Another day, I strolled along the Rue St.-Denis after passing through the Universite du Quebec a Montreal, and stopped to buy a poutine from a street vendor. Earlier, some French friends had insisted that I try this classic comfort food of fries drowning in cheese curds and gravy. Supposedly, this cherished dish, if you will, was concocted by a restaurateur in rural Quebec when a customer ordered fries while waiting for his cheese curds. Folklore aside, I was skeptical, if not a bit intimidated.
But after ordering and picking up my fare, which included sauteed mushrooms and bell peppers, I walked eastward to Parc la Fontaine and found a bench on the banks of the large lake there, where I unpacked my decadent and very tasty meal.
I headed the next day to the Musee des Beaux-Arts de Montreal. When I arrived, however, the building appeared impenetrable, with trenches, cranes and scaffolding concealing the entry area. The museum, I had read earlier, was adding on a new wing — its fifth — but fortunately remained open. After some dead ends, I entered Canada’s oldest — and Montreal’s largest — art treasure trove.
First, I took in the limited, though poignant, Asian and Islamic art collection, drawn particularly to earthenware from Basra and Persia, then goblets, candlesticks and bowls from Syria, then an especially handsome late 18th century incense ceremony cabinet from Japan, the lacquered wood elaborately covered with mother of pearl inlays and pewter.
On the same floor, I saw refined furniture dating from Quebec’s frontier days and later lingered in a room dedicated to haunting Inuit sculptures, in basalt and ivory, of serpentines, deep-sea demons and tenacious seal hunters. From there, I drifted to a hall showcasing Canadian painters, none of whose names were familiar. But I was instantly wooed by Alfred Pellan’s surrealism and Edward John Hughes’s moody renderings of thick forests and still lakes.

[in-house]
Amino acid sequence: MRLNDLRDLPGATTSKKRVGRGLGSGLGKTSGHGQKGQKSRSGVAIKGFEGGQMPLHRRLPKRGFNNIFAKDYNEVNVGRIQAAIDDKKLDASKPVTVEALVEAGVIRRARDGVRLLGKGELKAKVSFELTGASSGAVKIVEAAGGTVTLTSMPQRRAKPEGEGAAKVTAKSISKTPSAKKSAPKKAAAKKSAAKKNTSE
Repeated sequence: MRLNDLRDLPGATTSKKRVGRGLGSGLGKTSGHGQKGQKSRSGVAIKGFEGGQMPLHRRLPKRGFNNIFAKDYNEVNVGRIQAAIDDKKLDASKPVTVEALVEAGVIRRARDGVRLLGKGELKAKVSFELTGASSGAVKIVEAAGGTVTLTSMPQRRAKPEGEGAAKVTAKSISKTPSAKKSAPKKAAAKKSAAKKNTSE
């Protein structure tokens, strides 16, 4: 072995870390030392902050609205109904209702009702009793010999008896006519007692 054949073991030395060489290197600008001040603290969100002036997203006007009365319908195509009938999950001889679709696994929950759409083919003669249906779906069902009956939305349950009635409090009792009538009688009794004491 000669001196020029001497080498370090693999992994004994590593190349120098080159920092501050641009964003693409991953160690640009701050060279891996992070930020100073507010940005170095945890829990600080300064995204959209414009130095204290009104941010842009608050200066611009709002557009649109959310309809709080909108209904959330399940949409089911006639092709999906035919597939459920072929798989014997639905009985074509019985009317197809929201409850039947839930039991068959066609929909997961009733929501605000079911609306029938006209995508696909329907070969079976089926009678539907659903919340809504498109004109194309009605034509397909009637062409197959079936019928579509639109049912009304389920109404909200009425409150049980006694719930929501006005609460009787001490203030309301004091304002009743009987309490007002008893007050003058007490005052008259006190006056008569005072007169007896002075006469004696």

The next day, it was as if I was transported directly into that landscape. After a two-hour bus ride northwest from Montreal, I arrived at the village of Val-David, in the heart of the Laurentian countryside.
There, a fellow passenger and Val-David resident, who disembarked when I did, offered to give me a lift to La Maison de Baviere, where I would be staying.
I was instantly charmed by the colorful, flowery Bavarian motifs on the facade and above the front door, as well as a garden overlooking the Riviere du Nord as it roared over boulders and under a pretty bridge. My room, happily, looked onto the same, as did my terrace table that evening up the road at microbrewery Le Baril Roulant. Though I was far from urbane Montreal, one offering gave it a run for its money: locally caught trout covered in a light pastry and sauteed in coconut milk and caramel beer.
The morning after, I chatted with other Baviere guests and the inn’s owner, Josée, as she prepared our breakfast, which included locally produced ham with a drop of maple syrup and egg pie with Gruyere cheese, along with apple cider. Afterward, she sat with me, looked over a regional map and pointed out an area where a cycling tour would do me well.
With that, I meandered with my rented bike to the path known as the Parc Linear, which follows the river’s curves and weaves around placid lakes, one with a memorable solo canoeist, and through dense forest. Every now and again, I would stop to simply admire the lay of the land bedecked in nascent fall color — not unlike, I imagined, what those early explorers might have done 375 years ago.
Zach is a writer based in Northern California. Her website is elizabethzach.com.
Correction: An earlier version of this story referred to Montreal as the capital of Quebec. The capital is Quebec City. Additionally, the Quartier Petit Champlain is in Quebec City, not Montreal. This version has been updated.
More from Travel:
Driving along the Trans-Canada Highway isn’t a road trip. It’s a family culinary tour.
Spring in Montreal, as sweet as maple syrup
Montreal: How to get there, where to stay, what to do and more